On the day the United States outlawed the home brewing of beer and the New York Giants won the 1921 World Series over the New York Yankees, the Arbuckle case saw another milestone.
In the company of his lawyers, Milton Cohen and Charles Brennan, Roscoe Arbuckle entered San Francisco’s Hall of Justice and appeared before Superior Court Judge Harold Louderback. There he was formally arraigned for manslaughter in the death of Virginia Rappe. When asked how he intended to plea, Arbuckle, in a loud voice, shouted “My plea is not guilty.”
Despite insisting on a trial date of October 31, District Attorney Matthew Brady allowed the defense time to prepare for trial and a new date of November 7 was set—despite that date falling in the same week as Election Day and Armistice Day.
 Gavin McNab had not yet been announced as Arbuckle’s new chief counsel.
We welcome other acknowledgements of the centenary of the Arbuckle scandal, especially the piece at Silentology and its sequel and the credit extended to the pioneering work of Joan Myers. Silentology’s new entries remind us of another centenary being observed, the hundredth anniversary of the philosopher Ludwig Wittgenstein’s Tractatus Logico-Philosophicuss (1921) and its limitation, that “what can be said at all can be said clearly” and “what cannot be said must be passed over in silence.” This problem very much exists for the Arbuckle case, for it is hard to be silent about it and hard to know when to shut up.
This thought may appear as a nota bene (regard well in Latin) or headnote for a chapter provisionally titled “The Life of the Party.” Here we reimagine Arbuckle’s Labor Day party as it evolves and devolves following Virginia Rappe’s crisis in room 1219. We believe that witness descriptions of events were self-censored so often the number of voids and circumlocutions left the prosecution few stable details with which to piece together a consistent narrative for the jury.
There are clues, indeed, one specific word that gives a hint at what was being covered up in the testimony. That word was “rough” and it was the term chosen by the state’s chief witness, the so-called “Avenger,” Maude Delmont to describe the party. It was used again by a minor witness, Betty Campbell, who was dismissed early but was rather loquacious about the latter half of the party. In the parlance of the early twentieth century, this wasn’t just sexual harassment, that women tolerated. It was aggressive touching, disrobing, grabbing breasts and crotches, giving in to dancing topless or even nude, and relenting to being pulled into side bedrooms for foreplay and sex.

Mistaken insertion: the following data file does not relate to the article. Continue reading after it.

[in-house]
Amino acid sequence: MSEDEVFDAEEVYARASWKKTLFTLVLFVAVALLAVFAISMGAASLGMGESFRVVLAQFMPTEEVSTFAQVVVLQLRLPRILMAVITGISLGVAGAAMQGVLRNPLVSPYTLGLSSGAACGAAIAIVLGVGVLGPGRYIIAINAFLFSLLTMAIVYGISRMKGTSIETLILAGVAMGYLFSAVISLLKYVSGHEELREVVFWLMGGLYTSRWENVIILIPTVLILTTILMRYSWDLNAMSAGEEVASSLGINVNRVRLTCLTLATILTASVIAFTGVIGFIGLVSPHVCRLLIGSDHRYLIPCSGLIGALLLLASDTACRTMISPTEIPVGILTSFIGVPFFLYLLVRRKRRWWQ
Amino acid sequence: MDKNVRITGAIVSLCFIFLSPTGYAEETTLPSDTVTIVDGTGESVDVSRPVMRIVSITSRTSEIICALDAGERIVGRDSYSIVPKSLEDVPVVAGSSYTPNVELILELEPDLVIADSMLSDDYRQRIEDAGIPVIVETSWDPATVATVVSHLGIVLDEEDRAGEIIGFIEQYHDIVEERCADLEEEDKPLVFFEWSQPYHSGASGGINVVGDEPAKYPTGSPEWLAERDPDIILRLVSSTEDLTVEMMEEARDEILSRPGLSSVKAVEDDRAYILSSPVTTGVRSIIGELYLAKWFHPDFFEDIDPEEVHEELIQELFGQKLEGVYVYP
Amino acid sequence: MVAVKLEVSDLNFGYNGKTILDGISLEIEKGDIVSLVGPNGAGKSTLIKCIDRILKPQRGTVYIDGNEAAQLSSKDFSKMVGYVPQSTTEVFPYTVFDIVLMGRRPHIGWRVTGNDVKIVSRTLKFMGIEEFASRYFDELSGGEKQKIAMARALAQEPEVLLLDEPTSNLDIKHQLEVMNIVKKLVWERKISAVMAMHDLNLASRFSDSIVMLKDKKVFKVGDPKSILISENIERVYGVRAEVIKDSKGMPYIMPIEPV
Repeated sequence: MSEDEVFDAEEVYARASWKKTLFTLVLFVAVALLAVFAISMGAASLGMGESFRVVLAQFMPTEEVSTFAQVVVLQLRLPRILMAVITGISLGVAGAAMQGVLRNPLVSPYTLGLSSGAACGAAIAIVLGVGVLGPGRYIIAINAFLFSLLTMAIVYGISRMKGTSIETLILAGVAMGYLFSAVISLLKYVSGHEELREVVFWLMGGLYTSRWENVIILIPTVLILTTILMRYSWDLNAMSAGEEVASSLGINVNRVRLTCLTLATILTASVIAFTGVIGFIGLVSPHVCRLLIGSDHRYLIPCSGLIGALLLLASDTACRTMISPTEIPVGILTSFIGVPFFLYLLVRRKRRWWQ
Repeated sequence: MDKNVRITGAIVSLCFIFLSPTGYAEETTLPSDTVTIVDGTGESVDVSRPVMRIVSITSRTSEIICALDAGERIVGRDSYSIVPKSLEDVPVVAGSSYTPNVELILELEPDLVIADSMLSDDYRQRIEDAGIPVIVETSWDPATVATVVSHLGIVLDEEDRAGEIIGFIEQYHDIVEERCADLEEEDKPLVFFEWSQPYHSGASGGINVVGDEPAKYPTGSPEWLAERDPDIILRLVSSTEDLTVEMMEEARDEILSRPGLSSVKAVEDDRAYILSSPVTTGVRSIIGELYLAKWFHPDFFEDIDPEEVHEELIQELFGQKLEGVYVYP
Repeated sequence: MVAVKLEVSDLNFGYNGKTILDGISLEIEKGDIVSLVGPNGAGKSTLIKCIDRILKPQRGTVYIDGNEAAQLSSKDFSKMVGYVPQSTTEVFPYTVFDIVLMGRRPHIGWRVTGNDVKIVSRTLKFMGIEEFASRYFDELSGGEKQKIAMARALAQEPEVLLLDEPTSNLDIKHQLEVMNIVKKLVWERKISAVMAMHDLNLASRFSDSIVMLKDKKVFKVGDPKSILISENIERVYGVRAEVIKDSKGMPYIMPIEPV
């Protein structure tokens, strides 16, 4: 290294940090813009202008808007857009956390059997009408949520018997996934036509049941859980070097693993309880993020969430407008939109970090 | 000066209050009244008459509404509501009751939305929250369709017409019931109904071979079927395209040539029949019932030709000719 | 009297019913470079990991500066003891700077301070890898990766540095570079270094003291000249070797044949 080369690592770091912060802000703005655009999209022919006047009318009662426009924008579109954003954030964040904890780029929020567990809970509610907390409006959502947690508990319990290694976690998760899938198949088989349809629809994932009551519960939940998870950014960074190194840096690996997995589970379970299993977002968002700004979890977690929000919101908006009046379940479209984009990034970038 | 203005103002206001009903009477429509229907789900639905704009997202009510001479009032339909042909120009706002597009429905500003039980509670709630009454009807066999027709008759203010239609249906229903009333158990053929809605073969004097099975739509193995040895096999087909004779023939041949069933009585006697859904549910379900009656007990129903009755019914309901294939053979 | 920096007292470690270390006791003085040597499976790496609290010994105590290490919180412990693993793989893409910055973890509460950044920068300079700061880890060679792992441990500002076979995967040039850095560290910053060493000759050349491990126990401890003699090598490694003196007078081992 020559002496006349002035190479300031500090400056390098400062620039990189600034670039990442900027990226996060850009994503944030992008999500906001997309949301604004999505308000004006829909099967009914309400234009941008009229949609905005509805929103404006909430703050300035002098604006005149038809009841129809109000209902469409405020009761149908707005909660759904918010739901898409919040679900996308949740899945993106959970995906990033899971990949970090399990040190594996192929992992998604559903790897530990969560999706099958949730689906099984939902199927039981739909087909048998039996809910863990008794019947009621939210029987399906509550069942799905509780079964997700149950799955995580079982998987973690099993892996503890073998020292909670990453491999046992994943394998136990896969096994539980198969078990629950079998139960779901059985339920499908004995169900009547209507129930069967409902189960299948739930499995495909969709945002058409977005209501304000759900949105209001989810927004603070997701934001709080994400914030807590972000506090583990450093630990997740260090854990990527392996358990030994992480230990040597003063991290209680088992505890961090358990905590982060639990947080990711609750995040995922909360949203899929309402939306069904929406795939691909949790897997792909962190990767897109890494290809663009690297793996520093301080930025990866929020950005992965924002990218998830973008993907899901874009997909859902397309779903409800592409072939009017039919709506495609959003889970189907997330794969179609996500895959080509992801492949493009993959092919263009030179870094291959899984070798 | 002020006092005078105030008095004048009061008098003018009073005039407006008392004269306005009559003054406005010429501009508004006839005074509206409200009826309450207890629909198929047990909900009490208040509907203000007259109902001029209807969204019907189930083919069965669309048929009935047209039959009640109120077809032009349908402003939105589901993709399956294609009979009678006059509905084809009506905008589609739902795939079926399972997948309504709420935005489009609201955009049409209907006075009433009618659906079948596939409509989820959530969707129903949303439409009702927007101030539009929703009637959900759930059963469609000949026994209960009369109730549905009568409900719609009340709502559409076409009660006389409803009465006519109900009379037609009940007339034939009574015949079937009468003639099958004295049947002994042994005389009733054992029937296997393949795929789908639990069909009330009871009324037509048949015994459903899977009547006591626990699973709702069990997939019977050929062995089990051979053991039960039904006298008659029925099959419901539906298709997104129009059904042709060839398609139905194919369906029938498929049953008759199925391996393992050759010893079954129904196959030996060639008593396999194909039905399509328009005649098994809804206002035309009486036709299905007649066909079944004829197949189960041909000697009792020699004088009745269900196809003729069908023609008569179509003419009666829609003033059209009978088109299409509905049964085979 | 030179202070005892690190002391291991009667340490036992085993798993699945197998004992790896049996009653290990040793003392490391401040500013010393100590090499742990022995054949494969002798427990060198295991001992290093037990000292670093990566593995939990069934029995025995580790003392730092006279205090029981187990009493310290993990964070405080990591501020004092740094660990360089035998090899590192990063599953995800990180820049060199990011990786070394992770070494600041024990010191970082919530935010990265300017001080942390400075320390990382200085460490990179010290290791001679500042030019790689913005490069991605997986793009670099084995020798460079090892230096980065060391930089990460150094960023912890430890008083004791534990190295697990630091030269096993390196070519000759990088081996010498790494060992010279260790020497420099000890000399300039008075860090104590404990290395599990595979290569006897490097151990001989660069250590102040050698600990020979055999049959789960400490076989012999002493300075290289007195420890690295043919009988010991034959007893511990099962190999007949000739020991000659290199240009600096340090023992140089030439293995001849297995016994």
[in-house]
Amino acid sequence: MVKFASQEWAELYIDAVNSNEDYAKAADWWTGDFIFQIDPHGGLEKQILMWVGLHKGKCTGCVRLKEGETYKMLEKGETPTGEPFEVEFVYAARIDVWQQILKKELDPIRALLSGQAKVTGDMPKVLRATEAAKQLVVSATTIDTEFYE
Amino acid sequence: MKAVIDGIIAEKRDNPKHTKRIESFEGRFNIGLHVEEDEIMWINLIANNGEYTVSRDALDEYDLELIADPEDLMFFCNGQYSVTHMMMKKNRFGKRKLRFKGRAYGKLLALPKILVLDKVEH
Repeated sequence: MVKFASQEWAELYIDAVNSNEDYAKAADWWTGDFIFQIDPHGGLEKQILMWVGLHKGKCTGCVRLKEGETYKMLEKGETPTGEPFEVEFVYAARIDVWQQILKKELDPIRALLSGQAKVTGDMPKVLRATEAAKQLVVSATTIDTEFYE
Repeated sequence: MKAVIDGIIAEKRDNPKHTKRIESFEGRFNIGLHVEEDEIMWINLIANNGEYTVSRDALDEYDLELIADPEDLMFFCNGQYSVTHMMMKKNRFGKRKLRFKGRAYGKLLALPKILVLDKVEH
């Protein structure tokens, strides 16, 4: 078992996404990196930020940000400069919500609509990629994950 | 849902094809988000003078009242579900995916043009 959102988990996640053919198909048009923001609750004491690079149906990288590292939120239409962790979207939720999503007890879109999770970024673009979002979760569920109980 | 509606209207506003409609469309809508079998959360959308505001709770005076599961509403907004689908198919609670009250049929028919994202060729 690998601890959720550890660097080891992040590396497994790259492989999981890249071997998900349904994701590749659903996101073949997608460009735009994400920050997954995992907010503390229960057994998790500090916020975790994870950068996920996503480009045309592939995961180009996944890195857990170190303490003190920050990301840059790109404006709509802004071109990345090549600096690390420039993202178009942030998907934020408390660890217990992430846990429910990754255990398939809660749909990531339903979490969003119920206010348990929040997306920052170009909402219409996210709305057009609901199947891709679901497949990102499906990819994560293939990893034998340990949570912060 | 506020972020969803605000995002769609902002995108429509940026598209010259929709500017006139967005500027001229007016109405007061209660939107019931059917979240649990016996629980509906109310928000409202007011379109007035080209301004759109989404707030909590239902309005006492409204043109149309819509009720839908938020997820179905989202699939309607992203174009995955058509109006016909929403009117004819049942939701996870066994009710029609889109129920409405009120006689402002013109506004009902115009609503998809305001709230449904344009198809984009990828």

Women were expected to go along with this and not be “party poopers,” so to speak. If a woman didn’t want to be dragged into a room, she shouldn’t be at the party. The testimonies about the Arbuckle party make it sound less licentious than this but at least two woman, Mae Taube and Joyce Clarke, were uncomfortable enough to get out of there.
One need only look at the blue movies and photographs from this era to know what Delmont and Campbell meant: coitus with men still wearing their garters, stockings, and shoes. (This is almost de rigueur in Roaring Twenties pornography). The testimony of every eyewitness tiptoes around this. It is the story that Maude Delmont might have been willing to tell but couldn’t. Graphic details were censored from her published statement.
District Attorney Matthew Brady’s surprise witness at the preliminary investigation in September (the Police or Women’s Court session), was the hotel maid Josephine Keza. She could see into room 1220 and watch men and women in a state of undress. This is what a “rough” party looks like, a sex party.
So, what do we say before one delves into “The Life of the Party”? Given what we have to work with, Occam’s Razor must be tossed out or used in a different way. Three of the principal attendees had excuses for not being there at the crucial moments. Were these excuses scripted and practiced? Was Semnacher indeed elsewhere at the opportune times such that he saw, heard, and said nothing. (He was compared to an evil little monkey by a S.F. clergyman writing for the Examiner.) Did Fishback really go off looking for seals to include in a future movie? He was on hand for most of the party up till then. Lowell Sherman’s testimony that he was too busy on the phone discussing a theater engagement to pay attention to what was happening around him, was proven false when it surfaced that he was with Delmont in a bathroom during the period Arbuckle and Rappe were alone together. Even Ira Fortlouis who was allegedly kicked out of the party earlier made a statement that he was with Delmont at the time that Rappe was allegedly screaming for help.
What we have seen in some of Arbuckle’s offhanded and callous remarks, made before his lawyers silenced him, was this disappointment in Rappe, that she had spoiled his party, that she wasn’t fun anymore, like some broken toy. Therein lies part of the mystery of what happened between these two.